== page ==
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permaculture

The weekend was unlike anything I've ever done. I'm not retaining a lot of things, and there will likely be things that I'll think of to write about after I finish this post... It was a great weekend: I had on-going transportation hastles, but it was well worth it.

There was no canning workshop. I got all the way into Brighton and called Patrick, and he told me that no one had gotten back to him to express interest in the workshop, so they were spending the night shopping and preparing for the class. His note didn't say that we needed to rsvp, so I just assumed that I didn't need to (in retrospect, I obviously would have been better off replying anyway). He offered to give me a ride home later on, but I just got back on the bus.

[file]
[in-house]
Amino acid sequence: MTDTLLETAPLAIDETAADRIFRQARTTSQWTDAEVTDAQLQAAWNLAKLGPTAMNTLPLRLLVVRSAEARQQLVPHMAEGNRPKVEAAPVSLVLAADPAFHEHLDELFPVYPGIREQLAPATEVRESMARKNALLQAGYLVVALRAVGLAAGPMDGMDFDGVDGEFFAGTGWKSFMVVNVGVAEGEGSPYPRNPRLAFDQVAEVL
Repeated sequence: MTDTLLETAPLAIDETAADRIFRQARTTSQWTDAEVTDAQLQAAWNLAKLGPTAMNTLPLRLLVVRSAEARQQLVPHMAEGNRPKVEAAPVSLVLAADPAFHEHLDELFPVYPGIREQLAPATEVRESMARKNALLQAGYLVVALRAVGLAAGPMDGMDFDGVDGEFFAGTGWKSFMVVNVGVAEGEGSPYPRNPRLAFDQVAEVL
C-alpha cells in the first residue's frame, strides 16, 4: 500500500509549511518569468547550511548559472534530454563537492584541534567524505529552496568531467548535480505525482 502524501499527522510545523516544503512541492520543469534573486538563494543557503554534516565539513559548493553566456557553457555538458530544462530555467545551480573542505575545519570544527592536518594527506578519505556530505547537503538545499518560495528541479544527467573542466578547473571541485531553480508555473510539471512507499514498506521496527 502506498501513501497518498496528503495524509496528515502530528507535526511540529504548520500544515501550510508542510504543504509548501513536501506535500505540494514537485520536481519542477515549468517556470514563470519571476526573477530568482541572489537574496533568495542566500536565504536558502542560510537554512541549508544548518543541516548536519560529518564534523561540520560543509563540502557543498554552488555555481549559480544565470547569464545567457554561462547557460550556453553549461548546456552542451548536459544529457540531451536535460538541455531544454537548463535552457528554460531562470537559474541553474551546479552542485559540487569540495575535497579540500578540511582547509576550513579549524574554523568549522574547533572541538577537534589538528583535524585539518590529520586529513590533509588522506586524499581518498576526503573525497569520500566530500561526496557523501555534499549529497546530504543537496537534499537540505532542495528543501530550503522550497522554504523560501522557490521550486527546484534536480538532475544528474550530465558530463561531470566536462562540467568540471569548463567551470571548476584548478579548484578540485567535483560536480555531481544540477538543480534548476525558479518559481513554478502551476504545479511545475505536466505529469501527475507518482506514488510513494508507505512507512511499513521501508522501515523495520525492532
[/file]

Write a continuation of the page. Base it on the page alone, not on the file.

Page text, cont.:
We got there on Saturday, and I'd estimate that there were about a dozen people there (not everyone was there the whole time). It turns out that Dick Pierce, the instructor, not only knows McAllen (who I know from hosteling at House of Commons in Austin), but he is also John Bonifaz's father-in-law, which is how Patrick got acquainted with him. It really is a small world sometimes. Anyway, he talked about permaculture not being just one thing: it isn't just organic gardening, it isn't just sustainable building design or transportation, etc. It includes all of those things. He described a number of principles which apply when creating a permaculture design (and I don't remember all of them, although I have a hand-out). Things should have multiple uses, preferably at least three. If something only has one use, then it probably doesn't belong in a permaculture design. (I can only guess at his rationale for saying that.) He talked about our needing to bring animals back into the system where we have taken them out. A chicken coup can have multiple uses: producing eggs, fertilizing the soil, and clearing unwanted growth. There is no waste in nature: an output becomes an input somewhere else (manure fertilizing the soil, for instance). Things should be located in places that make them easy to get to in order to minimize the amount of energy that humans need to exert. An herb garden should be located as close to the kitchen door/window as possible so that people can go out and grab an herb from it when they need something. A chicken coup should be located near a garden or orchard; if the coup is located across the farm from the orchard, then people are less likely to use the chickens to fertilize the soil. A garden should be located near the house and the tools so that people don't need to go through a lot of effort every day to get to and from the garden. (He talked about one case in a developing country where people had land away from the house, and the men needed to walk two hours each way with their tools to get to their beans and vegetables, so much of the benefit from the land was taken away by the long walks.) We should use biological resources (as opposed to non-renewable fossil fuels). He did say that it would be okay, in permaculture, to, for instance, use a tractor powered by fossil fuels to till the soil if this was part of a project that would make the soil usable for the next couple hundred years. Nature likes diversity and always tries to squeeze as many species into an area as possible. And it is better to have redundancy, to have more than one way of accomplishing a needed task. Having more than one source of income would be an example. Nature likes edges since they allow for the intersection of two different types of energy. A river will not be straight because of this, so there will be more area in which the land and water intersect. This makes the water move slowly, touching and nourishing everything that it encounters along the way. A quickly-moving river or stream, on the other hand, will take the soil with it when it moves, causing erosion. People tend to want to straighten out rivers so that things can move more quickly. So a design should drain water slowly, allowing it to contact life that needs it along the way, rather than quickly flowing away. Dick compared it to a community in which there are a lot of local businesses, so money stays in the community rather than, say, going to Arkansas when people shop at Wal-mart. In general, a permaculture design attempts to mimic nature's designs and intends to be sustainable/unobtrusive.